One of the major threats to sea turtles in the marine environment is bycatch, injury, and mortality during fishing operations. To address interactions between sea turtles and trawl fishing gear, NOAA Fisheries scientists worked with the commercial shrimp trawl industry to develop turtle excluder devices, or TEDs.
The shrimp fishery, which once faced severe restrictions and closures to protect endangered sea turtles, has continued to operate while saving the lives of sea turtles by using TEDs. TEDs have been required in the United States beginning in 1987. NOAA Fisheries gear experts continue to work with the shrimp fishing industry to develop new and effective ways to reduce bycatch.
Currently in place is a proposed rule that would require TEDs on Skimmer Trawl, Pusher-Head Trawl and Wing Net vessels.
For more on this proposed rule please see:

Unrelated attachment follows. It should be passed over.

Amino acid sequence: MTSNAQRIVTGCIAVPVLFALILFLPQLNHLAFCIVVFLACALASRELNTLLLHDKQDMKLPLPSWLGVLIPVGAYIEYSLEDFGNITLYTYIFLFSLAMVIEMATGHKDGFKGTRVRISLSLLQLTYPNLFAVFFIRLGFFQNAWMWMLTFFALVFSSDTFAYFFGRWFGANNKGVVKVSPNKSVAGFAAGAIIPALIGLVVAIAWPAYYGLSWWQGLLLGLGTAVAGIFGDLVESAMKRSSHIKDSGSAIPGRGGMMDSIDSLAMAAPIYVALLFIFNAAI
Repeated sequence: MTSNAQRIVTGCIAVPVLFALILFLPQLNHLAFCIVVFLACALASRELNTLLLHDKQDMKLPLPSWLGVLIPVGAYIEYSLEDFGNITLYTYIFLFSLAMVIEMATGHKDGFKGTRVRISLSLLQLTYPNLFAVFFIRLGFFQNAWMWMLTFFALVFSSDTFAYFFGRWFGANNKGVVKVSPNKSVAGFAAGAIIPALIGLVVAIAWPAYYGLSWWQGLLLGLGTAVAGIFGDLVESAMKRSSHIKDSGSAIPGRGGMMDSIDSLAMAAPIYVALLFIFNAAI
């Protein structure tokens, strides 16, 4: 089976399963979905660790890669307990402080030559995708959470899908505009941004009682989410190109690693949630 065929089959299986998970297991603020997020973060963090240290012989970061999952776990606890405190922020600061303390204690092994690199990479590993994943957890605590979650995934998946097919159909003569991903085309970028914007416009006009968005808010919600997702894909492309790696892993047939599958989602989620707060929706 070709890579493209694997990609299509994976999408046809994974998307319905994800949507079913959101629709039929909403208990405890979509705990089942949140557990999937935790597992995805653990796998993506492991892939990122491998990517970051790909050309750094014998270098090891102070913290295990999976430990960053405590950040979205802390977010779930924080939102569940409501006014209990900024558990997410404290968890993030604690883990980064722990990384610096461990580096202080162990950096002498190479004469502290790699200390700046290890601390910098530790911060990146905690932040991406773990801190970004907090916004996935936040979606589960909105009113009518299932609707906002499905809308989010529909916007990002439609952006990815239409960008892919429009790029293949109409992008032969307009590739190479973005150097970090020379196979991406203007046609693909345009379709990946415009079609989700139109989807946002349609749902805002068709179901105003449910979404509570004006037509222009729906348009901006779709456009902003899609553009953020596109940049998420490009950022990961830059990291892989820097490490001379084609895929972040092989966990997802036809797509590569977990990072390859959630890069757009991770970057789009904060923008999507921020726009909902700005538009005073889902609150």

What is a TED?
A TED is a grid of bars with an opening either at the top or the bottom of the trawl net. The grid is fitted into the neck of a shrimp trawl.
We considered industry concerns and other public comments in developing and implementing TED regulations. Industry representatives continue to participate in developing and assessing new TED designs and modifications. We gradually phased in TED requirements and have provided numerous workshops and programs to work cooperatively with the industry. We remain committed to working with industry as other geographic areas and fisheries are identified that require the future development and use of TEDs.
TEDs in Other Countries
In foreign shrimp fisheries, NOAA Fisheries and the U.S. Department of State have worked closely with nations that export shrimp to the United States to help them develop TED programs comparable to the U.S. program. These programs are now in place in various countries.
The Inter-American Convention for the Protection and Conservation of Sea Turtles, the first multi-lateral binding treaty devoted solely to sea turtle conservation, is also an important framework to further promote TED programs in other countries.